In this post, I’ll give you the tools to write customer success stories that generate local government leads and accelerate deals. Done well, success stories are a great way of building awareness and interest in your solutions while educating prospects. Done poorly, they’re long-winded self promotions.
Make Customers the Heroes
Many companies put their product or service in the spotlight. This is a mistake. Prospects identify with your customer who is overcoming obstacles and ultimately achieving successes. They’ll run toward the promise of transformation and run away from feature lists and puffery. Make the customer the hero of their story and position yourself as their experienced, indispensable guide. Think Luke Skywalker and Yoda.
Take Prospects on a Three Act Journey
Adopt a three act structure to tell your customer’s story. This technique is useful for any kind of writing and was described by playwright William Goldman as “the fundamental building block of Western literature.” The three-act structure splits up a story into a beginning , a middle, and an end. If you look at any successful story, the three act structure is easy to spot.
Act One: Set the Scene
Act one sets the scene and introduces your audience to the cast of characters. This act teaches us about the hero’s motivations so we can understand what makes them tick by showing how they react in certain situations.
Act Two: Create Conflict
Act two pits the hero against an obstacle that leads to conflict. We’re then taken on a journey as the hero strives over and over again to prevail.
Act Three: Overcome Adversity
Finally in act three, we see how your customer either succeeds in their quest, the part your company played, and what lessons were learned along the way. The story ends with a moral that should be both timeless and universal so anyone can relate to its message.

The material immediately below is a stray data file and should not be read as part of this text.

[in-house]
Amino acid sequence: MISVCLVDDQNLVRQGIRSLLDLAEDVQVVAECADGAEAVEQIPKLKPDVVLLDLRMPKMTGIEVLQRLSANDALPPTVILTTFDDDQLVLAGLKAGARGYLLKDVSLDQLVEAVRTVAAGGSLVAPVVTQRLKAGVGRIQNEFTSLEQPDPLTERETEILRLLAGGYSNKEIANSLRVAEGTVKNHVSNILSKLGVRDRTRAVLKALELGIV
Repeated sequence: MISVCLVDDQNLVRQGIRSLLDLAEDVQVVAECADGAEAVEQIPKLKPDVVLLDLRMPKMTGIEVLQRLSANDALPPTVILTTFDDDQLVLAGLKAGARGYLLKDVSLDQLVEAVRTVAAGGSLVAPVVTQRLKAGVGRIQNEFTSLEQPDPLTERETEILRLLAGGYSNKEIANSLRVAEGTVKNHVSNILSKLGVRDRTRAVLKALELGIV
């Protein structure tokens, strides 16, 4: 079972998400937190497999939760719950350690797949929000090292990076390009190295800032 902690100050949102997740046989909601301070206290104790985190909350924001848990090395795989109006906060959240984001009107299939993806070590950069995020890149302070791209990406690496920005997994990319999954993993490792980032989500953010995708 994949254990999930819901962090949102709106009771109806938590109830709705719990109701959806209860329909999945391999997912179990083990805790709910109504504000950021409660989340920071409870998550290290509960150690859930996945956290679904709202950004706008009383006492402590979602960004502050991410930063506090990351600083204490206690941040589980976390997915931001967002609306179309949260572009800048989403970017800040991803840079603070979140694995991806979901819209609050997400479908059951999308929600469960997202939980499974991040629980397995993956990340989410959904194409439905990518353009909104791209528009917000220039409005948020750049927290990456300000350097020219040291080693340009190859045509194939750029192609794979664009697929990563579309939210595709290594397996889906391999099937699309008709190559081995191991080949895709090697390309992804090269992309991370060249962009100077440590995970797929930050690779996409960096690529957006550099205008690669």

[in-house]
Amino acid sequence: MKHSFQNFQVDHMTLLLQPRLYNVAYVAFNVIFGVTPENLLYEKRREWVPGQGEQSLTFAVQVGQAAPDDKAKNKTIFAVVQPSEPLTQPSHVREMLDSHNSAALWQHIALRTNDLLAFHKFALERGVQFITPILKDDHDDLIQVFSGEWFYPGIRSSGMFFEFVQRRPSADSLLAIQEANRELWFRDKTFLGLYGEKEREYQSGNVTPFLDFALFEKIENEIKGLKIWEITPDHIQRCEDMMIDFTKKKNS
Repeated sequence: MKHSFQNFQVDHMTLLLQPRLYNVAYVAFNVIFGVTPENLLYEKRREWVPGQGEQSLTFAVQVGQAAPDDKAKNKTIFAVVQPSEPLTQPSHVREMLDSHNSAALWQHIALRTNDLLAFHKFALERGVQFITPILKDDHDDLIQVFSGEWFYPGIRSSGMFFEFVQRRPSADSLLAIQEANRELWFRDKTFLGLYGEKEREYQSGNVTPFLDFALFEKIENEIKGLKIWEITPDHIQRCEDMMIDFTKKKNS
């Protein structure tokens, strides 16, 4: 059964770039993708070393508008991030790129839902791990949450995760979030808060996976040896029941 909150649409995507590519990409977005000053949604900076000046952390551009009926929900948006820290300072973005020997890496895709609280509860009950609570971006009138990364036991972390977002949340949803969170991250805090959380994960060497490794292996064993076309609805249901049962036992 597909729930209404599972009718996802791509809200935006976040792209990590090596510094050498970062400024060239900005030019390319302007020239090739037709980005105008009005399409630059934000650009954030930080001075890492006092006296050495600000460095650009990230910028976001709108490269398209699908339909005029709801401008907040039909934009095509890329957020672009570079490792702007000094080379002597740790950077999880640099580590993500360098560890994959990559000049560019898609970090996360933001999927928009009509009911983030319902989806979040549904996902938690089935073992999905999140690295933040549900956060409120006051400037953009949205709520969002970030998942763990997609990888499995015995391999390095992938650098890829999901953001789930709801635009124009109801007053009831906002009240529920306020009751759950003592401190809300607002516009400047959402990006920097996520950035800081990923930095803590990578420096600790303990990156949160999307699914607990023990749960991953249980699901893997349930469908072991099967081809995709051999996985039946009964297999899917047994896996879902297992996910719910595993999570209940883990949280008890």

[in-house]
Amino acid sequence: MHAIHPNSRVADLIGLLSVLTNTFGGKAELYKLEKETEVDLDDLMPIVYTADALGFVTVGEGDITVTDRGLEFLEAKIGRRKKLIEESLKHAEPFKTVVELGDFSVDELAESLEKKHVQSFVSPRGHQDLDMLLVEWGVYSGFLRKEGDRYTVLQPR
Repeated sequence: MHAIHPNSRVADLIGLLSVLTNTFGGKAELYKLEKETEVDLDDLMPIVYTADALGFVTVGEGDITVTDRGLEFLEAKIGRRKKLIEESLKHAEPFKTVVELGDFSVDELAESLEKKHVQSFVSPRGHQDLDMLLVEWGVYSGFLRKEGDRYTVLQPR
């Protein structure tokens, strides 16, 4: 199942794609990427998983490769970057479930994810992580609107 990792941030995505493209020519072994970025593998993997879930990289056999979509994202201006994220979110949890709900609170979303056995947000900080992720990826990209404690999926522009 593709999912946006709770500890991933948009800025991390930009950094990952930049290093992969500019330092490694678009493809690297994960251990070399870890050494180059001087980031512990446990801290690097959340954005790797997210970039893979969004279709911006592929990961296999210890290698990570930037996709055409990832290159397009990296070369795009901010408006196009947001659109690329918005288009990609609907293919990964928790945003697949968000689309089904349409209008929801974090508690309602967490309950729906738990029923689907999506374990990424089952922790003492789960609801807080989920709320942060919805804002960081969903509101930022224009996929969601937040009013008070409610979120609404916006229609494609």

Develop a Repeatable Process
Customer success stories were essential to my lead generation efforts at SeeClickFix, CivicPlus, and Comcate. So much so, that I developed the following process to make them easier and faster to write while still being effective.
- Find the customer successes
- Develop an interview guide
- Conduct the interview
- Edit and publish the story
- Identify Target Accounts and Prospects
- Personalize Your Messaging
1. Find the Customer Successes
The first set of customer success candidates comes from new customer launches. I would keep track of go-live dates and set reminders for myself to check-in with the assigned customer success representatives 6-9 months post-launch. If things were going well, I’d schedule an interview with our customer cheerleader.
The second set of candidates came from customer success reps who come across extraordinary and innovative use cases in their everyday dealings with customers. I relied on launches and hoped for the rest.
2. Develop an Interview Guide
The following set of questions are formulated to set the stage, present the goals and barriers to success, and show how the customer ultimately prevailed using my solution.
*Substitute “Acme” for your company’s name
- What’s your community’s claim to fame?
- What problem was your agency trying to solve when it came to Acme?
- What did you try in the past to solve this problem?
- What worked? What didn’t? And why?
- What prompted your agency to act NOW?
- What was your selection process like?
- What other solutions did you consider?
- How did you hear about Acme?
- Who else was a part of your selection committee?
- What did the individual stakeholders care about?
- Why was Acme chosen?
- How did the organization budget for Acme?
- How will you measure success? What are your key performance indicators?
- In a year’s time, what will need to be true for you to renew your Acme contract?
- How did your implementation / onboarding go?